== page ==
The One Motorcycle Show is fast becoming the bike show for those who hate bike shows. Originally started in Portland, Oregon, this show attracts garage mechanics who enjoy getting their hands dirty building one-of-a-kind motorcycles for nobody else’s approval but their own. The point is to create a motorcycle show for motorcyclists, by motorcyclists. And […]
Oxford English Dictionary Amends Negative Definition of “Biker”
The Oxford English Dictionary, which bills itself as the “most comprehensive dictionary of the English language”, has amended its definition of “biker” after motorcyclists complained about the negative image it portrayed.
Up until recently, the online edition of the OED defined a biker as “a motorcyclist, especially one who is a member of a gang: a long-haired biker in dirty denims.” At issue is the stereotype of a motorcyclist as having long hair and wearing dirty jeans.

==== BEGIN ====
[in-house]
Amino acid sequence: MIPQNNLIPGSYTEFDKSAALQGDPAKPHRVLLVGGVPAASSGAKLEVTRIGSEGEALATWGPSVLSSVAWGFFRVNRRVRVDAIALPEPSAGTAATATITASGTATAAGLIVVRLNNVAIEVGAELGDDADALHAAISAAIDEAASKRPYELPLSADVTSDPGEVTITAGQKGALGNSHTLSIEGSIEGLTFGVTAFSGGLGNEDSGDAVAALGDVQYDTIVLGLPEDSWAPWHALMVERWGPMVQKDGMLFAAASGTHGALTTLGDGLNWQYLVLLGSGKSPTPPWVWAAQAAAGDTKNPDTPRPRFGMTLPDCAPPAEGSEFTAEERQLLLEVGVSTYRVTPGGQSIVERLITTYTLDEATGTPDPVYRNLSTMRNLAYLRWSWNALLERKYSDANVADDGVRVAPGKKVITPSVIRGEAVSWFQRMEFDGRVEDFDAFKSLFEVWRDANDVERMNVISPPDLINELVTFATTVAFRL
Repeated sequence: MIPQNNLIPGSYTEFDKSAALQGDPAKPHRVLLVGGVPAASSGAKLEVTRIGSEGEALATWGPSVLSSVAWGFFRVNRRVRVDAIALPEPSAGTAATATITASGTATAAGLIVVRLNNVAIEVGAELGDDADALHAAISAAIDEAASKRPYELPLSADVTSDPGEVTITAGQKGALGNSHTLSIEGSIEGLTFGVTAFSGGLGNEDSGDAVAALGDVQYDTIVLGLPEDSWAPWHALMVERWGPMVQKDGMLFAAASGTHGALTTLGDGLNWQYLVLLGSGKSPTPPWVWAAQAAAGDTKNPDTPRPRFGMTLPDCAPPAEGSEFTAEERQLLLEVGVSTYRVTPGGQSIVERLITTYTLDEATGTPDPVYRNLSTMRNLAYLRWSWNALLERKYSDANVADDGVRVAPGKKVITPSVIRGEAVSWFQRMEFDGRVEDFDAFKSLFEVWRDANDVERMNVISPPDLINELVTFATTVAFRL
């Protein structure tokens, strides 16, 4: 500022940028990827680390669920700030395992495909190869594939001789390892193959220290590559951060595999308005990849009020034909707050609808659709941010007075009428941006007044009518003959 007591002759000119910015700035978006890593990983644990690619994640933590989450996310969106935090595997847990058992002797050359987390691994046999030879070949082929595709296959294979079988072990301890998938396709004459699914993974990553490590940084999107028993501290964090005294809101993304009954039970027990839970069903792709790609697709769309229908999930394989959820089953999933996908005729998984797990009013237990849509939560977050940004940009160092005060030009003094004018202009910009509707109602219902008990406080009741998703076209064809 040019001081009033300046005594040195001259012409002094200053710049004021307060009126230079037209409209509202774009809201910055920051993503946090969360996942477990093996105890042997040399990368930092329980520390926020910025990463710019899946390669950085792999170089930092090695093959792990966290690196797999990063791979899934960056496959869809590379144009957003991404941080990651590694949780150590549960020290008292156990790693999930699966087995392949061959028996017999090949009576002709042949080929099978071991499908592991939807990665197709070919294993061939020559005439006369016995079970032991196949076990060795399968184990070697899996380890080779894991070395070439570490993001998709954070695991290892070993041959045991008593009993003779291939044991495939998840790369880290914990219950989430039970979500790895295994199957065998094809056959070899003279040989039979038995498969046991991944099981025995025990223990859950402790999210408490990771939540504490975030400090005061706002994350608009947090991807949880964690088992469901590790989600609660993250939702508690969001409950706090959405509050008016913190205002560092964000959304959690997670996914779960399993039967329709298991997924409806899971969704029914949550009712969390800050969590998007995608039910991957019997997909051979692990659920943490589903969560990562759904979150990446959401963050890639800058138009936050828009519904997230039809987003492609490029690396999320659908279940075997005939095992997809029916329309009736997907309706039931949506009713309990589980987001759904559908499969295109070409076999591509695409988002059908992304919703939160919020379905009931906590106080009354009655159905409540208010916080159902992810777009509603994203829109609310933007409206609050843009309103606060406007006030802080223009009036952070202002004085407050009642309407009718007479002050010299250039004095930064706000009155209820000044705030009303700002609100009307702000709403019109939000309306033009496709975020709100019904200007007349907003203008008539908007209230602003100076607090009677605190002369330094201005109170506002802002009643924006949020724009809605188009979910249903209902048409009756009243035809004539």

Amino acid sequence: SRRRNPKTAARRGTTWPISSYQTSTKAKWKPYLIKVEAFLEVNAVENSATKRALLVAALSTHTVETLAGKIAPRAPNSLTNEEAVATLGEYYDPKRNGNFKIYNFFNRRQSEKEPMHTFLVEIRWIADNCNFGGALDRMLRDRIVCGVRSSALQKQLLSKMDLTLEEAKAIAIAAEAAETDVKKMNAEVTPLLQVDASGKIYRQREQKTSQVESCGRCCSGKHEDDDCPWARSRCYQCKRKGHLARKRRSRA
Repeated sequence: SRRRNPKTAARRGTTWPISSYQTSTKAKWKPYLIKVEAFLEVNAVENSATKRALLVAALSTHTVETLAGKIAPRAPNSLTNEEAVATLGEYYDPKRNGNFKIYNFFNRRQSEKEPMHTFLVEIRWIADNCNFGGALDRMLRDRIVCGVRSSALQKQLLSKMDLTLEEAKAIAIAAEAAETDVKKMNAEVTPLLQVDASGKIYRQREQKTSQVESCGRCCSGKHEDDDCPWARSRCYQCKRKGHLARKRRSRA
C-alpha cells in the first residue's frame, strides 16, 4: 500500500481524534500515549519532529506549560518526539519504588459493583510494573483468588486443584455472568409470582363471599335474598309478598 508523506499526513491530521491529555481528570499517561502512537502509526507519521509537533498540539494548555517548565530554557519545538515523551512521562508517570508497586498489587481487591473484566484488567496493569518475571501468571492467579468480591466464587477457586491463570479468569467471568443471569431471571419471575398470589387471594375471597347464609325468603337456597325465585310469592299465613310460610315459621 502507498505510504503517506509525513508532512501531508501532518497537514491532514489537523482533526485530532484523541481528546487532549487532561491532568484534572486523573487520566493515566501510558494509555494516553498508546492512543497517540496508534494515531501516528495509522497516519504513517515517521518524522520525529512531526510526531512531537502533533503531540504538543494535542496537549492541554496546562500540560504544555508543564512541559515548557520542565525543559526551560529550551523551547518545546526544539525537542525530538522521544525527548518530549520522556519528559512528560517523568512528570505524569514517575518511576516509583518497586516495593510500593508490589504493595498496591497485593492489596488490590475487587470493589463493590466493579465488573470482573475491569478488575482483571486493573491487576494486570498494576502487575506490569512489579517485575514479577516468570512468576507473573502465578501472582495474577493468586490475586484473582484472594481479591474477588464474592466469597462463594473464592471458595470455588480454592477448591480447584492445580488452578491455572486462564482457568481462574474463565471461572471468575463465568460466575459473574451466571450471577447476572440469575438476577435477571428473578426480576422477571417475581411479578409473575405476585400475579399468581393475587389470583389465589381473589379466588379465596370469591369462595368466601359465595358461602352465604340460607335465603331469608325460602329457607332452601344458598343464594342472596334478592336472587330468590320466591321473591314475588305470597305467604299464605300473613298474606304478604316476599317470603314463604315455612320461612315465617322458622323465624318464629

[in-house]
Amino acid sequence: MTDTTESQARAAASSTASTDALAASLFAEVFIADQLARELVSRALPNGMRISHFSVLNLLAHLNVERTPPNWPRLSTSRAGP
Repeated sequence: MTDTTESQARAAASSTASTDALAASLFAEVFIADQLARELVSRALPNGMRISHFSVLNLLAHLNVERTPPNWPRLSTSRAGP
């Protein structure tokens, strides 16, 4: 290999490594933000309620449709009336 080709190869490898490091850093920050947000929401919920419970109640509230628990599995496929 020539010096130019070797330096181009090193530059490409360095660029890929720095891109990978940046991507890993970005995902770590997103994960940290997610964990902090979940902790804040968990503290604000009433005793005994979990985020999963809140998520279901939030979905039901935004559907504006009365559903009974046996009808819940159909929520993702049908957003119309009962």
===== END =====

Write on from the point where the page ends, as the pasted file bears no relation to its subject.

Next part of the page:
The definition has been altered and now defines a biker as “a motorcyclist, especially one who is a member of a gang or group: a biker was involved in a collision with a car.” Granted, most riders would probably prefer to be called a long-haired and wearing dirty jeans than get hit by a car, but the caricature in the previous definition proves to be both offensive and inaccurate.
According to The Daily Telegraph, a poll of 524 British bikers found 74% saying the old definition was inaccurate while 21% say they were “outraged and offended.” Just 2% of the riders polled say the old definition was “correct and accurate” while 60% say it was “dated and irrelevant.”
Nicola Burton, a spokesperson for the Oxford University Press which publishes the OED explains the change, which was made on Feb. 22.
“This change has been made to reflect a minor shift in contemporary use of the word ‘biker’,” Burton tells the Daily Telegraph. “Our research suggests ‘biker’ is now more closely aligned with ‘motorcyclist’ than words such as ‘hell’s angel’.
“We also updated the usage example, which is intended to provide an illustration of how the word could be used in a sentence.”
[Source: The Daily Telegraph, OED]